Letter from Portugal

The Portuguese word sentido can be defined or translated as either “sense,” “meaning,” or “way.” “Way” as in direction: Returning from the beach, I cross train tracks from beneath, walking through a graffitied tunnel and following the sign that says, Sentido Lisboa. Which way am I headed, and what does it mean? I’ve spent most of my life chasing moments in public transit where landscape becomes a flickering film reel outside the window and time is an indiscernible blur.

On the train, red LED letters scroll at the front and back of the car. It’s 36 degrees Celsius. Almost too hot to think. But, this is not the hottest it’s been this week. More text appears: the date, the name of the next stop, the time, some scrolling data points to ground us passengers as we slide towards the city, hugging the coast so close it looks like we’re floating above the water as it morphs from Atlantic Ocean to Tagus River. Last week, there were train strikes, a common and well-organized occurrence by unionized railway workers. Today, the train is running, and air-conditioned. My apartment is not, and I consider the possibility of just staying inside the train, riding it back and forth between Lisbon and Cascais until the sun sets and the air grows cool.

Strikes are frequent nowadays … some are partial, some full. They are all scheduled in advance, and the Trains of Portugal website issues a press release alerting passengers to the anticipated service disruptions. The press releases have headlines such as “Infrastructure manager strike,” “Railway manager strike in Portugal,” and “Severe disruption of train services because of strike action.” Each press release ends with an expression of regret towards the inconvenienced passengers and the number for the customer care line. Bureaucratic processes saturate most areas of life. Everyone here is a protocol slut. I get it. Inside of me lives a nasty little bureaucrat too, who loves excel sheets and being on time.

Once a cab driver here told me that there are so many accidents in Lisbon because drivers don’t learn how to read the road. They are so committed to the rules, and don’t know how to improvise or adapt when a traffic pattern moves unexpectedly.

I’m crashing too. Ice cubes on my neck. Slack-jawed, observing a natural disaster from the privileged position of motion. On the bus from Caldas da Rainha back to Lisbon, I watch a forest fire engulf a section of trees, the smoke ashen, red, and rising skyward in dense plumes. Everyone pulls out their phone to take photos, which will become a part of a different kind of cloud.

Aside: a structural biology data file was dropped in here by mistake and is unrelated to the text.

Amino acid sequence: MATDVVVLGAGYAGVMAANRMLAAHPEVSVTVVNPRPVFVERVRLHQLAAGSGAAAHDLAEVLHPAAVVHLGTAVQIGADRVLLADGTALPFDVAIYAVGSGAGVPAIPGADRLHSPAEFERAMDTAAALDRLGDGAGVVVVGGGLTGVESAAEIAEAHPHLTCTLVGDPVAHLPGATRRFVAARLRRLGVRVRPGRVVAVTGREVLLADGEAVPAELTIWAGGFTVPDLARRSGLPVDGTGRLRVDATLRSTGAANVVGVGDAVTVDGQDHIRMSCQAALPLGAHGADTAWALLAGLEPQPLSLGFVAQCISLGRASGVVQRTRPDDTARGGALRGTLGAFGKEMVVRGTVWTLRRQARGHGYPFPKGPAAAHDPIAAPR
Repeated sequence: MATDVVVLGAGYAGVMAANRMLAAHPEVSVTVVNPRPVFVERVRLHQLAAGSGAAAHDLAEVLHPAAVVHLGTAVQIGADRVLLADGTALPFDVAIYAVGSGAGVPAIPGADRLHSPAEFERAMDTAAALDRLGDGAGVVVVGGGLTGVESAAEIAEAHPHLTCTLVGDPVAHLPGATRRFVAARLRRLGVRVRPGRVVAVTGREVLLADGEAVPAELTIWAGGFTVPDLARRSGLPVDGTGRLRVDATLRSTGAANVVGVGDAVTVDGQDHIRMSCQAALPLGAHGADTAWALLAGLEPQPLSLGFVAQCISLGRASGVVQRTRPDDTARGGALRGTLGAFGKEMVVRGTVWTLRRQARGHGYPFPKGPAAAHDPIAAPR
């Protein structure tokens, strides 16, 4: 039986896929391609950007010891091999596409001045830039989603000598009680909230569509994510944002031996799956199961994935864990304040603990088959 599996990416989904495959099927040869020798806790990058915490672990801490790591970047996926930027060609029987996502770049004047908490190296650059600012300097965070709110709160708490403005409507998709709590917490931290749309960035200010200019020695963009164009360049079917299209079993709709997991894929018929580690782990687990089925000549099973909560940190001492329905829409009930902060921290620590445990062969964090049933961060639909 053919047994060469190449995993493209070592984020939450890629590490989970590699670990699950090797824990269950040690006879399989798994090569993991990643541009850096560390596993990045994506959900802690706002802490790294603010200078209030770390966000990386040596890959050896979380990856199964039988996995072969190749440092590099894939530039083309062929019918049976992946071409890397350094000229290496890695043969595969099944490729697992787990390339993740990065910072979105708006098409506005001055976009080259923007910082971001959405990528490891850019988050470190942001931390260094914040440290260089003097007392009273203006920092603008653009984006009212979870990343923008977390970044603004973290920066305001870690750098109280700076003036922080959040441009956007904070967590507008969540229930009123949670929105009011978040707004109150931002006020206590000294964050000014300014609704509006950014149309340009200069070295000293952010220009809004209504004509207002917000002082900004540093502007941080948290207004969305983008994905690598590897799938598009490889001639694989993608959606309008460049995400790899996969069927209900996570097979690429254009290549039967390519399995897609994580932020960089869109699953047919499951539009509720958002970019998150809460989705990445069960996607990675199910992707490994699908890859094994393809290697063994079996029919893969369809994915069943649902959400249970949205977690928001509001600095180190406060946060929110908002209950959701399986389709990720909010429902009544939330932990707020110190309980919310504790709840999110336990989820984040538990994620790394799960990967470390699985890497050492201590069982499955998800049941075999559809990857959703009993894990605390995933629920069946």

Our shorter attention spans and this perpetual motion prevent us from witnessing the land crying out. This scorched earth. The ouroboros of capitalist cycles. The debt we have accrued, compounding interest and growing hotter to the touch. There are droughts and fires everywhere.

I imagine a conversation with my long-term lover in which we say, all right, we’re going to do this thing for real. But, what were we doing before? And what exactly do I mean by “real”?

Maybe the word I’m after is stillness.

I cannot separate the city from this person. The city rises up around and becomes imbued with their energy, every corner charged with their presence or absence. We are both artists, which means we’re acquainted with precarity. We make a salad from what’s in the refrigerator. Someone in the house has made bacalhau on his day off and offers it to us. We add it to the salad, then floss our teeth. Codfish is tough, chewy, and gets stuck.

I eat a freezer-burned ice cream cone and regret it. It’s not what I wanted.

We smoke a spliff. It’s too hot to fuck, but we do anyways. High ceiling, a riot of houseplants, an oscillating fan. Weathering this weather, this wave.

When people ask me why I moved here, I reply the same way every time: “This is my favorite city in the world.” If they’re Portuguese they usually crinkle their nose and say “really?” the implication being that, surely, there are better cities than this one. I mention the beaches, the size, and the quality of the light. Part of this story, I’m sure, is an ancestral pull; my maternal grandmother is Portuguese, and my mother is Brazilian. By being here, I feel I am unspooling something. A reverse time lapse of generational migration, carrying the torch of my restless foremothers.

Lately, I’ve wondered if I’m being honest, or if “favorite city” has become a hollow approximation for what I feel. Maybe the more accurate thing to say would be, we are an energetic match— I’m compatible with this city. Like Lisbon, I am beautiful and a little sad, underneath an ongoing revision. She was destroyed in a combination of earthquake, fire, and tsunami on All Saints Day in 1755 and had to be rebuilt—an occurrence that disturbed Voltaire to the point of poetry. He concluded that nature is random and chaotic; it doesn’t care about us.

This city has an atmosphere of transience. A lot of people pass through, and spend some time thinking that maybe they could stay.

Energetically, Lisbon doesn’t work, doesn’t open herself to me, if I am too rigid. She doesn’t do her synchronous dance when I grip too hard. I need to let go and allow the accidents to wash over me.

The Moors understood the relationship between beauty and surprise. Their presence is archived in the language, in words that begin with “A”—like azulejo, the tilework, or Alfama, a neighborhood that predates the earthquake—a network of narrow, winding alleys nested below the castle.

On a night walk with a friend, we toss a coin at every fork along the way in Alfama to decide if we’ll go left or right, pausing at each nexus of cobblestoned corridors soaked in auras cast off by yellow lamp light. We use chance as our compass. Heads or tails to discern our sentidos.

Emily Duffy